fork() is crashing the stub domain due to missing support in Mini-OS, therefore we had to disable the database dump to hard disk and the virtual memory support (cf. Redis Virtual Memory).
The result is the following Xen VM image:
(It’s a proof of concept, so do not use it in any production environments and use it on your own risk)
Download the previously mentioned Xen image to your dom0 host system and store the following Xen VM configuration in
kernel = "/path/to/redis/mini-os.gz" name = "redis_minios" memory = 512 vif = ['ip="10.0.0.1"'] on_crash = "destroy"
Set an IP alias for the dom0 ethernet interface:
ifconfig eth0:0 10.0.0.2
Start the Redis Xen VM using:
xm create redis_minios.conf
And now you are able to connect to the redis instance running on 10.0.0.1.
Since our hypothesis is that by removing the conventional operating system layer we gain a significant performance improvement, we had to benchmark the resulting Mini-OS-based Redis version and compare it to a traditional Linux-based one.
Our test machine is a Debian Lenny x86-64 box running Xen version 3.2-1 with 2.2GHz Athlon 64 3700+ CPU and 2G memory. We have to VMs running Redis (Mini-OS and Linux) and run the redis-benchmark from dom0.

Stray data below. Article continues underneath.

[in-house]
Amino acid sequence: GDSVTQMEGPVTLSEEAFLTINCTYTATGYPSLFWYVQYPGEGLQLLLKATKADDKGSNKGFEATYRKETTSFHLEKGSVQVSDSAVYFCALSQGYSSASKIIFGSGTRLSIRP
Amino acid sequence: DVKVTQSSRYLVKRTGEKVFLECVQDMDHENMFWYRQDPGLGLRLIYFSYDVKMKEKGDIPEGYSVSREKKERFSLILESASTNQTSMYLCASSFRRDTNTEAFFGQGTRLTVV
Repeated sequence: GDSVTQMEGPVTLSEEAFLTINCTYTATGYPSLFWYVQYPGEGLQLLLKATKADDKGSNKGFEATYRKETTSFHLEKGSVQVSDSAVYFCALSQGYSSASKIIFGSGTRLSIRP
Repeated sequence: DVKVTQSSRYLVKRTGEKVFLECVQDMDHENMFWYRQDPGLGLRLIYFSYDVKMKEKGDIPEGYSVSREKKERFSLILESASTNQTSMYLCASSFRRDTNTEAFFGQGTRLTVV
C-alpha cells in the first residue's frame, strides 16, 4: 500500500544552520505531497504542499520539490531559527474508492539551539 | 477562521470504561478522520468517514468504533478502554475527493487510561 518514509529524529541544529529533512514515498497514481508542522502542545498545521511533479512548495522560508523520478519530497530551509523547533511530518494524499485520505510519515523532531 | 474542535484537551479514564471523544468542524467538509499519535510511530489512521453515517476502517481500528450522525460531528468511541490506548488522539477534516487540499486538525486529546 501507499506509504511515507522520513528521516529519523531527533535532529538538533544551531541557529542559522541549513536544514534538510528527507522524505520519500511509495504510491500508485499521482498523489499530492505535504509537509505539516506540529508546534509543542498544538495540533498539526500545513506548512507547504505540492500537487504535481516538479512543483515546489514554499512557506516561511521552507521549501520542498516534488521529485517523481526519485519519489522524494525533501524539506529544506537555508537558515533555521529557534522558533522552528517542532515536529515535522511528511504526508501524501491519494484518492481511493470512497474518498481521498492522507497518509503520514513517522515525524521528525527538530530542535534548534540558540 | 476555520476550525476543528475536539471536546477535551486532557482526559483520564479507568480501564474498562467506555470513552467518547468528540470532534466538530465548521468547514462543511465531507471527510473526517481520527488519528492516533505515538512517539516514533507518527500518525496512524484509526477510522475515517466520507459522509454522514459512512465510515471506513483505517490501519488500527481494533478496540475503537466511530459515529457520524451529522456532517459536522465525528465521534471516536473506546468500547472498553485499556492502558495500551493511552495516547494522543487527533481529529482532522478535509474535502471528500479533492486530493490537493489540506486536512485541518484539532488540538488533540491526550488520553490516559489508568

PING: 14087.32 requests per second PING (multi bulk): 13352.47 requests per second SET: 11682.24 requests per second GET: 13949.79 requests per second INCR: 13125.98 requests per second LPUSH: 13589.67 requests per second LPOP: 13333.33 requests per second SADD: 13175.23 requests per second SPOP: 12970.17 requests per second LPUSH (again, in order to bench LRANGE): 13123.36 requests per second LRANGE (first 100 elements): 9330.22 requests per second LRANGE (first 300 elements): 4894.76 requests per second LRANGE (first 450 elements): 3387.53 requests per second LRANGE (first 600 elements): 2905.29 requests per second
PING: 11264.04 requests per second PING (multi bulk): 11210.76 requests per second SET: 10857.92 requests per second GET: 11098.78 requests per second INCR: 10854.66 requests per second LPUSH: 10896.74 requests per second LPOP: 11100.55 requests per second SADD: 11080.84 requests per second SPOP: 11251.12 requests per second LPUSH (again, in order to bench LRANGE): 11061.95 requests per second LRANGE (first 100 elements): 8849.56 requests per second LRANGE (first 300 elements): 4944.28 requests per second LRANGE (first 450 elements): 4075.79 requests per second LRANGE (first 600 elements): 3558.16 requests per second
The most interesting operations for common applications are
GET. We get about a 11-13% performance improvement when using the Mini-OS-based Redis version for these two operations in comparison to a Linux-based one. It is not a significant improvement, but demonstrates the performance tax of the conventional operating system layer.
In the current proof of concept we have the following limitations:
In the next steps we have to do a more thorough benchmarking and profiling of the Mini-OS-based Redis, in order to determine bottlenecks in the current implementation. Furthermore, we need to get DHCP working that the image can be run in dynamic network environments. For example, we could create a Amazon Web Services EC2 image using Amazon’s use-your-own-kernel technology, which is, by the way, based on Mini-OS.